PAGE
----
I'll need to start looking inside of some toaster ovens.

Last edited by Xringer; 06-05-10 at 10:49 PM..
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Old 06-07-10, 01:02 PM   #78
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Default Test Notes

Using about 100 feet RG-8
At the mount, I see about 65 to 66 volts. Inside at the load, it's 62.3 to 63 volts.
I seem to be using 3 valuable volts..

So, right now the load is dissipating 63 / 10 = 6.3 Amps. About 397 watts of heat.
The last test, using a cheap 120vac 100' extension cord was 32 watts better..

I'll have to cut the coax shorter and try again..

Edit:
Not much to cut off, just about 16 feet. Saw a peak voltage of 66.6v and the average was about 66v.
Indoors at the load, it was 63.5v, so it's down about 2.5 volts on average.

63.5 / 10 =6.35 Amps, or about 403 watts of heat.

Last edited by Xringer; 06-07-10 at 06:59 PM.. Reason: Had a need to edit
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Old 06-09-10, 07:17 AM   #79
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Got the hotplate installed last night. After a lot of sanding and mixing epoxy..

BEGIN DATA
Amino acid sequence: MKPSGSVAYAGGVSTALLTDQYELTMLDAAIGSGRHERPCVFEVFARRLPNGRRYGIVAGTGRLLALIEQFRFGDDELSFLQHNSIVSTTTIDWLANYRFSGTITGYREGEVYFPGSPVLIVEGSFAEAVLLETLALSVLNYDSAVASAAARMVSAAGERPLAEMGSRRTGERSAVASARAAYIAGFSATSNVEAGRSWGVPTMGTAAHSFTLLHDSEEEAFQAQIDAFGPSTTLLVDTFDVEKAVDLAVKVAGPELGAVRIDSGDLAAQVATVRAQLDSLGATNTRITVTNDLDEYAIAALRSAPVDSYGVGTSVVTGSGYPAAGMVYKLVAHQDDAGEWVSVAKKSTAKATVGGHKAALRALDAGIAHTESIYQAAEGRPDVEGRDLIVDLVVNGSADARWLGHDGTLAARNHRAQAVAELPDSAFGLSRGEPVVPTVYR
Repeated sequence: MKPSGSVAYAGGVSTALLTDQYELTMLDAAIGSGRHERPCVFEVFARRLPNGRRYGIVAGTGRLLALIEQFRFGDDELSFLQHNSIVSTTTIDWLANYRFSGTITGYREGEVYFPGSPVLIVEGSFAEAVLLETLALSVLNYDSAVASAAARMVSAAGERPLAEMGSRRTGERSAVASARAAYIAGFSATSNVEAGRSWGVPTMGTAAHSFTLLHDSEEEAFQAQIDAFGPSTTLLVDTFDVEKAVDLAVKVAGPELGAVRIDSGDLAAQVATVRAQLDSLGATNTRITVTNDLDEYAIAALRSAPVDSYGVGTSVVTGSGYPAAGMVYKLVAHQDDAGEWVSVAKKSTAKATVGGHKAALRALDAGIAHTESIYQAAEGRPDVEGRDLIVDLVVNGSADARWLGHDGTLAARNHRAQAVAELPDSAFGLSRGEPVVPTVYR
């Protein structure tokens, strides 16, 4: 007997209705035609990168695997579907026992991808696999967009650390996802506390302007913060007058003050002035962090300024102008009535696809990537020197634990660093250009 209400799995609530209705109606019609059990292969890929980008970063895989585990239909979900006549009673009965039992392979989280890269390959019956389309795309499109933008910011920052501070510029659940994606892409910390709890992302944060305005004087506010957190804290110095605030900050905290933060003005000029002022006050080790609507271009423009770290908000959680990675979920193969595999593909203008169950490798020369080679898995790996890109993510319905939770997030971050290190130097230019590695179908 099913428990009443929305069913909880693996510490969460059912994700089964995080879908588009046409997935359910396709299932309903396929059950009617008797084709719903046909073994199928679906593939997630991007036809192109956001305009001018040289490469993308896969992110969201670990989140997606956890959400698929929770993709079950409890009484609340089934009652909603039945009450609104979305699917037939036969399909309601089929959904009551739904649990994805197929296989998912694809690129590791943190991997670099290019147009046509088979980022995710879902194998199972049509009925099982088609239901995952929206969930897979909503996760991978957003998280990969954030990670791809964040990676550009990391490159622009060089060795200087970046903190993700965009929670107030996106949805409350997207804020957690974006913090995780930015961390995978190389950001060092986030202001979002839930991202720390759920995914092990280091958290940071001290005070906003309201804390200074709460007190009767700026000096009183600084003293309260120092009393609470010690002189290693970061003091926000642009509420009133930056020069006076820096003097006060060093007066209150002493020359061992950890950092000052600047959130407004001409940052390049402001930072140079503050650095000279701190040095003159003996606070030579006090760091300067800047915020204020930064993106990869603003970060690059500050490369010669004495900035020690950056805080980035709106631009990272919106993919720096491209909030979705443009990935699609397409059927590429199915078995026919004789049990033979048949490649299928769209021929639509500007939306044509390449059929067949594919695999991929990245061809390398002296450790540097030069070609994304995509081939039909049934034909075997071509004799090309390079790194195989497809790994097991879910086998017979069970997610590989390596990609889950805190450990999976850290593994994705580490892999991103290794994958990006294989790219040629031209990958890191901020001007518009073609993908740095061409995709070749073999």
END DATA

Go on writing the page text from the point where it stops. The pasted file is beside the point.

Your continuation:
Now here comes the bad weather..
NWS - National Mosaic Enhanced Radar Image: Full Resolution Loop

It's 8AM and the storm clouds are rolling in.. So, we might have to turn
the oil back on soon..

After the J-B Weld had set for 6 hours, I turned on the oil (at midnight) and moved
the boiler temp up from 90 to about 125 degrees, for a bit faster cure.

I do have some voids on the some of the edges, but I think the plate
is pretty well bonded to the boiler. (At least 90%).

The hot plate now has an aluminum top cover (Heat Shield) that has 1" of FG insulation on all outer surfaces.

(No pics yet, I didn't want to epoxy my old camera in there)..

I hope to keep any 'killer' heat inside the cover, so we get a good 180-250
degree hot-spot under the plate.. (WHEN the sun comes out)!
If it comes out, the heater is ON and the tracker is ready to track..


~~~

Edit: 13:53 06/09/2010

08:00 125 degrees F
09:20 122 F (morning water use).
09:30, we left for Candle-pin bowling..
12:45 135 F
13:39 139 F (Solid overcast now)..

139 - 122 = 17 degree gain!

That's not a lot of direct sunshine, if it wasn't so cloudy today!

It's been a pretty hazy day so far and there's a lot of passing clouds..